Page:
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Brussels, 27 November 2009

Telecoms: European Commission urges Polish telecoms regulator to take stronger action on mobile termination rates

In a letter sent today, the European Commission has asked the Polish telecoms regulator, Urząd Komunikacji Elektronicznej (UKE), not to unnecessarily prolong asymmetric termination rates in favour of P4, the latest entrant in the Polish mobile telephone market. Currently P4 charges other operators around 1.5 times more for connecting calls on its network than its competitors. The Commission calls upon UKE to bring its pricing methodology in line with the Commission's Recommendation on Termination Rates of May 2009 ( IP/09/710 ) and to swiftly reduce P4's mobile termination rates (MTR) to the level of the cost of an efficient operator. Termination rates are an important cost element when consumers call a phone which is connected to another network. They are included in everyone's phone bill and eventually paid by the calling customer.

"Termination rates in Poland still vary highly between mobile phone operators. UKE must do more to reduce this asymmetry and to apply the same price regulation to all four mobile operators. Allowing P4 to charge termination rates that do not reflect true costs does not give the company the right incentive to become an efficient operator and does not allow Polish consumers to benefit from lower prices for mobile calls," said Viviane Reding, the EU Telecoms Commissioner.

Competition Commissioner Neelie Kroes said, "Lower termination rates will decrease retail prices for mobile voice calls to the immediate benefit of consumers. New entrants may be exceptionally allowed to charge higher rates to reach a minimum efficient scale. However, to limit distortions of competition, such exemptions may only be granted for a limited period of time and should not exceed four years from the date of market entry, as provided by our Termination Rates Recommendation."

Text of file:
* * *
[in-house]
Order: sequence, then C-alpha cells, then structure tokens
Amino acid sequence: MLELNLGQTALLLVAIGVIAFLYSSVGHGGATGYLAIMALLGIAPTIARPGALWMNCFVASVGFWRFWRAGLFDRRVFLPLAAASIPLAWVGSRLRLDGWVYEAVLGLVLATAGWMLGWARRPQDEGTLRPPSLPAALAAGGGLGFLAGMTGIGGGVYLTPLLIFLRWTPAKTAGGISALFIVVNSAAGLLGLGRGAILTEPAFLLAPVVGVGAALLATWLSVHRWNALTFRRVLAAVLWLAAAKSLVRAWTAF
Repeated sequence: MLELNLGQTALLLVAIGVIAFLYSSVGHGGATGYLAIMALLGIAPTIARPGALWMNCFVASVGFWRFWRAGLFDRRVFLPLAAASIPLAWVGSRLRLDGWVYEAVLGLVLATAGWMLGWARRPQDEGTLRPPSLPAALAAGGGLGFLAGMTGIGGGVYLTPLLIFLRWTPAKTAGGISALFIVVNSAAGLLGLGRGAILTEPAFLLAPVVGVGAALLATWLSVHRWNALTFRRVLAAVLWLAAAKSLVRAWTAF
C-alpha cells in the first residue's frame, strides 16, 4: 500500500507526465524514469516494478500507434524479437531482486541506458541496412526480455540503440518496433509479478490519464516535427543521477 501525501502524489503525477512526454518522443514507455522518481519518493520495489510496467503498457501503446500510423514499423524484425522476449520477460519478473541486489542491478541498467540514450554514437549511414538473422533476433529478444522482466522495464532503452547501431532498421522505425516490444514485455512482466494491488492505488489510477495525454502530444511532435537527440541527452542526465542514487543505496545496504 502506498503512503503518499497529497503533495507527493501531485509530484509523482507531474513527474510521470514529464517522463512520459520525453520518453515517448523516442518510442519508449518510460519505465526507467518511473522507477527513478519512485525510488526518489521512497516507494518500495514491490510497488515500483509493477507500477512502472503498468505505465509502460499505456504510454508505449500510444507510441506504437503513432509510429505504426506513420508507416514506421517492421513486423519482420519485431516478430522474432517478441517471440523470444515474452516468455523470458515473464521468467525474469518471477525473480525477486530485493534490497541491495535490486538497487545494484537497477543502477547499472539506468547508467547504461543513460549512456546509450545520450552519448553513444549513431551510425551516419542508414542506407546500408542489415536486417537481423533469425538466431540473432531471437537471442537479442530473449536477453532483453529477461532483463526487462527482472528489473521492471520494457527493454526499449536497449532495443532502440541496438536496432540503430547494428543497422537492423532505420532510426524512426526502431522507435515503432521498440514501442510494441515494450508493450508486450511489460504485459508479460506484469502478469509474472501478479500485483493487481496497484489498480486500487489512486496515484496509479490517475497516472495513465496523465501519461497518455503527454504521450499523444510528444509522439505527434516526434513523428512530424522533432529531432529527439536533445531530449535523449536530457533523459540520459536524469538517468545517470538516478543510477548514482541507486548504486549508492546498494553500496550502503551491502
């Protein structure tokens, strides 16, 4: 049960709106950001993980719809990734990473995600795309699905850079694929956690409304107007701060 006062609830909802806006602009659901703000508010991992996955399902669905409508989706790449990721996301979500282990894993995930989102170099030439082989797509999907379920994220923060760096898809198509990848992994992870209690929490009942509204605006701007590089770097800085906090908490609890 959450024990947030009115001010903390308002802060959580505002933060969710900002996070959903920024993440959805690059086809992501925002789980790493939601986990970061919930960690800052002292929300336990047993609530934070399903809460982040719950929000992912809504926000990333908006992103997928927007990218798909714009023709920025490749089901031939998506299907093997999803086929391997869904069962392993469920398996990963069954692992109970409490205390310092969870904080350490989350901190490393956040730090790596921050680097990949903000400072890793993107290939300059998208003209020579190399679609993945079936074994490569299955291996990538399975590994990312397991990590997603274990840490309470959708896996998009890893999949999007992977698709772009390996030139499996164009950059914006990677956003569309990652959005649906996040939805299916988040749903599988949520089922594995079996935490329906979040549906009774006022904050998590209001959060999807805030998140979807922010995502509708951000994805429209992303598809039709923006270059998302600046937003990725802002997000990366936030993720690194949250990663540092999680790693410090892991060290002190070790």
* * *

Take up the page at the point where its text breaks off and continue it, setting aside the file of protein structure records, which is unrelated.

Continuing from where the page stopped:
The Commission has today informed UKE that allowing P4 to charge a higher mobile termination rate than its competitors until 2014 is not justified. The Commission's Recommendation on Termination Rates says that all mobile termination rates should be set at the level of efficient costs for all operators by 31 December 2012. The fact that P4 is a new entrant operator and has a smaller market share can only justify asymmetric termination rates for a transitory period (generally 4 years), allowing it to reach the minimum efficient scale. P4 entered the market in 2007.

On 27 October 2009, UKE notified the Commission of pricing dispute settlements between P4 and each of the three largest mobile operators (Polkomtel, PTC and PTK) as well as the fixed incumbent operator (TP) and of a change in the regulated mobile termination rate of P4. UKE proposes to set P4's termination rates at the level of 9.2036 €cent from 16 December 2009. This is 141% higher than rates charged for the same service by the other three mobile operators. P4's termination rate is foreseen to gradually decrease every half year and to reach the same level as other mobile operators on 1 January 2014. UKE has justified this asymmetry due to the recent entry of P4 in the market and its rather weak market position compared to its larger competitors.

The Commission's letter urges UKE's to re-consider in its final measure the proposed price control methodology and margin for P4. UKE is invited to move P4's termination rates more swiftly to the efficient MTR level, by means of steeper reductions in P4's termination rates, in line with the Commission's Recommendation on Termination Rates.


The Commission's comments to UKE follow the " Article 7 procedure ", under the Framework Directive of the EU telecoms rules ( MEMO/08/620 ). This procedure leaves some scope for regulators to achieve effective competition in their national telecoms markets, while ensuring consistency across the EU, and therefore requires them to notify the Commission of draft regulations. Where these concern market definitions and analyses of whether operators have significant market power, the Commission can require the regulator to withdraw the measure. Where they concern regulatory remedies – as in the present case – the Commission may make comments of which the regulator must take utmost account.

The Commission's letter sent today to the Polish regulator will be published at the end of this week at:

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